Economy: Wrath of the Maestro

In his new memoir, The Age of Turbulence, former Federal Reserve chairman Alan Greenspan takes the Bush administration and the 109th Congress to task for their stewardship of the American economy and the federal budget.

SEPTEMBER 24, 2007 by Faiz Shakir, Amanda Terkel, Satyam Khanna,
Matt Corley, Ali Frick, and Jeremy Richmond
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Wrath of the Maestro

In his new memoir, The Age of Turbulence, former Federal Reserve chairman Alan Greenspan takes the Bush administration and the 109th Congress to task for their stewardship of the American economy and the federal budget. Many former administration officials have criticized Bush after leaving office, but as the New York Times notes, Greenspan “is in a different class, by dint of his fame, his economic authority and his service across party lines. His critiques are likely to have more resonance among Mr. Bush’s base.” When the Bush administration first took office, Greenspan, a self-described “libertarian Republican,” said he “thought we had a golden opportunity to advance the ideals of effective, fiscally conservative government and free markets.” But the former Federal Reserve chief was soon disappointed to find out that under the new President, “little value was placed on rigorous economic policy debate or the weighing of long-term consequences.” In his book, Greenspan “paints a picture of [President] Bush as a man driven more by ideology and the desire to fulfill campaign promises made in 2000, incurious about the effects of his economic policy.” “Most troubling to me was the readiness of both Congress and the administration to abandon fiscal discipline,” writes Greenspan. “They swapped principle for power.”

“My biggest frustration remained the president’s unwillingness to wield his veto against out-of-control spending,” Greenspan writes. This was a problem for Greenspan, according to the Washington Post’s Bob Woodward, because the conservative-controlled Congress was “too eager to tolerate excessive federal spending in exchange for political opportunity.” Bush was either unable or unwilling to cross the congressional leadership, according to one former aide, Peter Wehner, who says that “when [Rep. Dennis] Hastert was speaker, one of his red lines was that he did not want any spending bills vetoed.” As a result, before 2006, when his party lost control of Congress, President Bush never vetoed a single spending bill. Bush’s reluctance to hold his ideological allies in line was especially worrisome for Greenspan because “House Speaker Hastert and House majority leader Tom DeLay seemed readily inclined to loosen the federal purse strings any time it might help add a few more seats to” their governing majority.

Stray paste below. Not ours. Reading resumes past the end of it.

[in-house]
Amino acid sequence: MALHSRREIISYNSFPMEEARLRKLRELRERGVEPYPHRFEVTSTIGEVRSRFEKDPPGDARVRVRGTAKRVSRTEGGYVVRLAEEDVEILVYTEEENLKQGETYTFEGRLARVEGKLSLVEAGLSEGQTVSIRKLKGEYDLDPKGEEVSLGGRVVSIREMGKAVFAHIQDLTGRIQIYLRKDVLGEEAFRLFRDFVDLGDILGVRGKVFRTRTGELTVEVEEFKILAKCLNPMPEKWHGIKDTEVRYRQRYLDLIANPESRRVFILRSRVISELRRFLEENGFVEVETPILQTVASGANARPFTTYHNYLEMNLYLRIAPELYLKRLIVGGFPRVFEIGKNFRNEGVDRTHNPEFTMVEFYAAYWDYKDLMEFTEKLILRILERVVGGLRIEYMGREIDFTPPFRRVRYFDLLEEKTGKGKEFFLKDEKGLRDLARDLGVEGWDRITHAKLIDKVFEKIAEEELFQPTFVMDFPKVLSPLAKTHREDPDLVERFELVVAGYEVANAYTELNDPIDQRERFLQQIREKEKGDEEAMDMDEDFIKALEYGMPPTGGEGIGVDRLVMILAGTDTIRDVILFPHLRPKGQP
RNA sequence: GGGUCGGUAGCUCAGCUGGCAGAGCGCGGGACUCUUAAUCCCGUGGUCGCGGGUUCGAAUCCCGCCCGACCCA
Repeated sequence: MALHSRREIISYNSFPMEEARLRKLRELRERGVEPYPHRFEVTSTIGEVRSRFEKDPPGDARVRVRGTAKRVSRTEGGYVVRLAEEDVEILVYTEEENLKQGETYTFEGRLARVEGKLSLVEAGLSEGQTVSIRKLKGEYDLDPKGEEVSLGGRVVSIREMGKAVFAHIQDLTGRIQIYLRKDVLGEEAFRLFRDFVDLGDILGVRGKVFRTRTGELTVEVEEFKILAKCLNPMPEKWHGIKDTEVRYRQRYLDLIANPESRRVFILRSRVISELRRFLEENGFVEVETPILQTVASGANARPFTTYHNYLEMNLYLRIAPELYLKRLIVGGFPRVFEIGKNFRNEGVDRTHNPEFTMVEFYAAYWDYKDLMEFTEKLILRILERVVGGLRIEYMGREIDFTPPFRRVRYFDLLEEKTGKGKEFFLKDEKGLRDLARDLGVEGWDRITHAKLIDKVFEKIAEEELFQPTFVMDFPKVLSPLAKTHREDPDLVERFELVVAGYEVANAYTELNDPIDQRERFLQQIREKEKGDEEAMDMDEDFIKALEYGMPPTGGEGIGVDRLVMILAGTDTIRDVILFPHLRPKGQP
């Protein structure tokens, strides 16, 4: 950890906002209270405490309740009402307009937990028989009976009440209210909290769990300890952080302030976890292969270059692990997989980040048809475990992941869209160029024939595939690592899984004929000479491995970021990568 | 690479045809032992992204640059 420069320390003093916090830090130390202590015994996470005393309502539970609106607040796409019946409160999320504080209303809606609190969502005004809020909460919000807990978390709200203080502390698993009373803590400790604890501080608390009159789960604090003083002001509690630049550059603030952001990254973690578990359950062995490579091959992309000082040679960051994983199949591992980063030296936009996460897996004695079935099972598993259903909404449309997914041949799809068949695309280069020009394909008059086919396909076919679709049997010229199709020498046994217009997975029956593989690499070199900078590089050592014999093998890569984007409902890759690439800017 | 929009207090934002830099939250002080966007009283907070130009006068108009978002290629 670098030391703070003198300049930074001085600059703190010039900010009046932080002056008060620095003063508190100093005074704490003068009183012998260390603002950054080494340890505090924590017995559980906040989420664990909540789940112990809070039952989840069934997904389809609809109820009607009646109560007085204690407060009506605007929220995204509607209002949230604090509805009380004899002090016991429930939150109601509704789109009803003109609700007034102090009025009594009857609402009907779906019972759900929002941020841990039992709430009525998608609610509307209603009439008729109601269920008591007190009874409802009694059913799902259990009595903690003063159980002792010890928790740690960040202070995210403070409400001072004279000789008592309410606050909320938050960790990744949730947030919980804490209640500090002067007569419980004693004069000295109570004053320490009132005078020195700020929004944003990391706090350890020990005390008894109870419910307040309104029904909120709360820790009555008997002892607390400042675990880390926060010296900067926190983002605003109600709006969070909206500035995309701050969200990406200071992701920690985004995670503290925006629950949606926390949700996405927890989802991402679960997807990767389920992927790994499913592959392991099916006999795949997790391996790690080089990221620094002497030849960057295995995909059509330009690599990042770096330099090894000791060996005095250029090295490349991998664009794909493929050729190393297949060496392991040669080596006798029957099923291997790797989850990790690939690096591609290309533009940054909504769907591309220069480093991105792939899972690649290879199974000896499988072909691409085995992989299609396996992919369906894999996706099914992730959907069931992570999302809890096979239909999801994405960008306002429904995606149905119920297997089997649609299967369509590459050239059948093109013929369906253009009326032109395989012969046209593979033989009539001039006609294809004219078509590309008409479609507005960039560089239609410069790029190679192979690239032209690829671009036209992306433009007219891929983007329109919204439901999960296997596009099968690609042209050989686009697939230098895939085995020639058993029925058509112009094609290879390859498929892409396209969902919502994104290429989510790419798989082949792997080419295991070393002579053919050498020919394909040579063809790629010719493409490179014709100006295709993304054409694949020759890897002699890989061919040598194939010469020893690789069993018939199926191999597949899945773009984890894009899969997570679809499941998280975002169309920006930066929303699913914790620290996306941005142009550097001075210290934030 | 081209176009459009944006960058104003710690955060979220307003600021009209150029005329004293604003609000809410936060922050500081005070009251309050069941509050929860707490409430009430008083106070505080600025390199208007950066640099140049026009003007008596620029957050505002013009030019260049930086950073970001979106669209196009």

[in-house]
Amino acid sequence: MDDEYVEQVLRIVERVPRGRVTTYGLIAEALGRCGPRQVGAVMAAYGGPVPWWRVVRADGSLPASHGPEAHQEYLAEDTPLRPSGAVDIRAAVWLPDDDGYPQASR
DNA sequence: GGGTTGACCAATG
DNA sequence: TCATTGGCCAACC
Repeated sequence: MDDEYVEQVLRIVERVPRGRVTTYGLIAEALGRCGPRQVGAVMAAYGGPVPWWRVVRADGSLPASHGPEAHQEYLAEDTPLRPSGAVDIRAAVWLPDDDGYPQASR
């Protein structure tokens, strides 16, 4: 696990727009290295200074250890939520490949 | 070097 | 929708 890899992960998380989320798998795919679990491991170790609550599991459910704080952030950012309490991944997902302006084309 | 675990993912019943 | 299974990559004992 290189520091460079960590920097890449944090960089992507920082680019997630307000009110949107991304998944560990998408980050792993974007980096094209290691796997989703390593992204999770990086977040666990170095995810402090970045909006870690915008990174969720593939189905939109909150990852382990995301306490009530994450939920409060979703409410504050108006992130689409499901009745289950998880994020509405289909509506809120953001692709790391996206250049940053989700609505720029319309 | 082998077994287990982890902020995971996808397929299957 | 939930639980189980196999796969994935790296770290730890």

When Bush entered office, he inherited a $128 billion federal surplus that was projected to grow even larger. In congressional testimony, Greenspan supported Bush’s 2001 tax cuts, though not necessarily their size. But the tax cuts proved negative because they were “unmatched by decreased spending, and, in the wake of September 11, still more open-handed spending.” By 2004, Bush had managed to create a record deficit of $413 billion in fiscal year 2004. Contrasting Bush’s deficit-laden record with President Clinton’s surplus, Greenspan criticizes Cheney’s contention that “deficits don’t matter,” arguing that belief “became part of the Republicans’ rhetoric.” “Deficits must matter,” Greenspan asserts, because “uncontrolled government spending and borrowing can produce high inflation ‘and economic devastation.'” The increased federal debt endangers America’s economic independence while also increasing the trade deficit. Bush’s “policies continued in place irrespective of what was happening to the surplus,” Greenspan told CBS recently. “I don’t know if it was rigid,” he said. But “it was wrong.”